logo Blistering skin diseases

Itchy skin disease

Blistering skin diseases

Objectives

Describe key points

Key points

  • Blisters are accumulations of fluid within or under the epidermis.
  • Diagnosis depends on the site of the intercellular split.
  • Epidermolysis bullosa results in blisters and erosions due to minor trauma.
  • Immunobullous disorders are diagnosed by skin biopsy and direct immunofluorescence.
  • Immunobullous disorders may require high dose corticosteroids and immunosuppressives for control.
  • Bullous pemphigoid affects the elderly.
  • Bullous pemphigoid results in an itchy rash and subepidermal bullae.
  • Dermatitis herpetiformis presents as vesicles and crusts on scalp, elbows and knees.
  • Dermatitis herpetiformis is associated with gluten sensitive enteropathy.
  • Pemphigus causes oral and cutaneous erosions due to intraepidermal bullae.
  • Pemphigus is potentially life-threatening.
Site of blister Characteristics Differential diagnosis Appearance
Subcorneal Very thin roof breaks easily Impetigo, miliaria, SSSS

Miliaria

Intra-epidermal Thin roof ruptures to leave denuded surface Acute eczema, varicella, herpes simplex, pemphigus

Eczema

Subepidermal Tense roof often remain intact Bullous pemphigoid, dermatitis herpetiformis, erythema multiforme, TEN, friction blisters

Systemic lupus erythematosis

Inherited blistering diseases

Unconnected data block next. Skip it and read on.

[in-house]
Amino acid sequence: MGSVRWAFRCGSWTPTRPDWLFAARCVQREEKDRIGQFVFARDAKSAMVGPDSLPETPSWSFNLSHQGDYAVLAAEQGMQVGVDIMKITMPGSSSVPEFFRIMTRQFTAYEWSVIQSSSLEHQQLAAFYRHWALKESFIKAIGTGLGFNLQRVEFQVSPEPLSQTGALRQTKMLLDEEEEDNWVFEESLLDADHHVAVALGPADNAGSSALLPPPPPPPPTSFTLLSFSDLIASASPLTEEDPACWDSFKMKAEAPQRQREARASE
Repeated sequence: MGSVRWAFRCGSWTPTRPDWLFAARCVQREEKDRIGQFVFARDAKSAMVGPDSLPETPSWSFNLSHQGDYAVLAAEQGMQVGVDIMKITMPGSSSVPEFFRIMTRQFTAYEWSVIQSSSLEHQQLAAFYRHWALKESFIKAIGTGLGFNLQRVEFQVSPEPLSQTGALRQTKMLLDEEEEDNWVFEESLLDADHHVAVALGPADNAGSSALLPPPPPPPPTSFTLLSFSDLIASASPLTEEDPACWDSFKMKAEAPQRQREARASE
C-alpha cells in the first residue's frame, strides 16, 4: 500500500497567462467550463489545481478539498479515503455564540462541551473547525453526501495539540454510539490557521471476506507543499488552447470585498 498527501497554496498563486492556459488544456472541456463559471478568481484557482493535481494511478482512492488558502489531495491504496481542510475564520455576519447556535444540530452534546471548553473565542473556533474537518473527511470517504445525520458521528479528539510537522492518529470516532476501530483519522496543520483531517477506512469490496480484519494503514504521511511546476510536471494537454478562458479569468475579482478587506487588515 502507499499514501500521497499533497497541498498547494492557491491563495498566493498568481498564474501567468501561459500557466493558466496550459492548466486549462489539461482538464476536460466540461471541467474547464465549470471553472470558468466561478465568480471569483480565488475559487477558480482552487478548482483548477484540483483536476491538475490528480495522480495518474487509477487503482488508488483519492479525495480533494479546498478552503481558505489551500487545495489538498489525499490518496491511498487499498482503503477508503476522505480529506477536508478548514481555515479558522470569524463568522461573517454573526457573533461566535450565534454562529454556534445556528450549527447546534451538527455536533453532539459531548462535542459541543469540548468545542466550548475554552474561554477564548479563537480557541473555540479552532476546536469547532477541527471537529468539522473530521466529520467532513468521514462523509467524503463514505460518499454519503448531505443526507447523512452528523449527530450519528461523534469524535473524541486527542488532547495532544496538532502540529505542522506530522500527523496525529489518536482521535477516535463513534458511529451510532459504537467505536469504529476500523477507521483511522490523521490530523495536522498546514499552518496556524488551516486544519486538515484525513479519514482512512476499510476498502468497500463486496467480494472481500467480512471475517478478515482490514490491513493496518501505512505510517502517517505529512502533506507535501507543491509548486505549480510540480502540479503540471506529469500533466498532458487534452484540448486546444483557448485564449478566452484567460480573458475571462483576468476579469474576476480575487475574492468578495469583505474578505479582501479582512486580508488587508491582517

Epidermolysis bullosa (EB) refers to a group of inherited disorders in which there are mutations in specific keratin proteins (EB simplex), hemidesmosomes (junctional EB), anchoring filaments or type VII collagen (dystrophic EB). Minor trauma results in blisters and erosions, the split site and severity depending on the specific defect.

Varying presentations of Epidermolysis bullosa

Immunobullous eruptions

There are at least 9 distinct immunobullous diseases due to autoantibodies directed at differing components of the desmosome complex. Skin biopsy and direct immunofluorescence are diagnostic and there may be detectable circulating skin antibodies. A specialist dermatologist should manage these disorders as high dose corticosteroids and immunosuppressive medication may be required for control.

Bullous pemphigoid is the most common immunobullous disease and affects the elderly. It may start off as dermatitis or a non-specific pruritic rash that eventually develops subepidermal bullae.

Varying presentations of bullous pemphigoid

Dermatitis herpetiformis results in intensely itchy vesicles and crusts on scalp, elbows, buttocks, knees and elsewhere. IgA autoantibodies to reticulin, gliadin and/or endomysium may be detected in serum. It is invariably associated with gluten-sensitive enteropathy although this may be asymptomatic. Dapsone rapidly controls itching and blistering but gluten-free diet is required long term for control.

Dermatitis herpetiformis

Pemphigus has various subtypes caused by pathogenic IgG antibodies to intraepidermal cell adhesion molecules. Pemphigus vulgaris is potentially fatal; it usually presents with oral ulceration followed by widespread denudation.

Oral pemphigus

Pemphigus vulgaris

Pemphigus foliaceus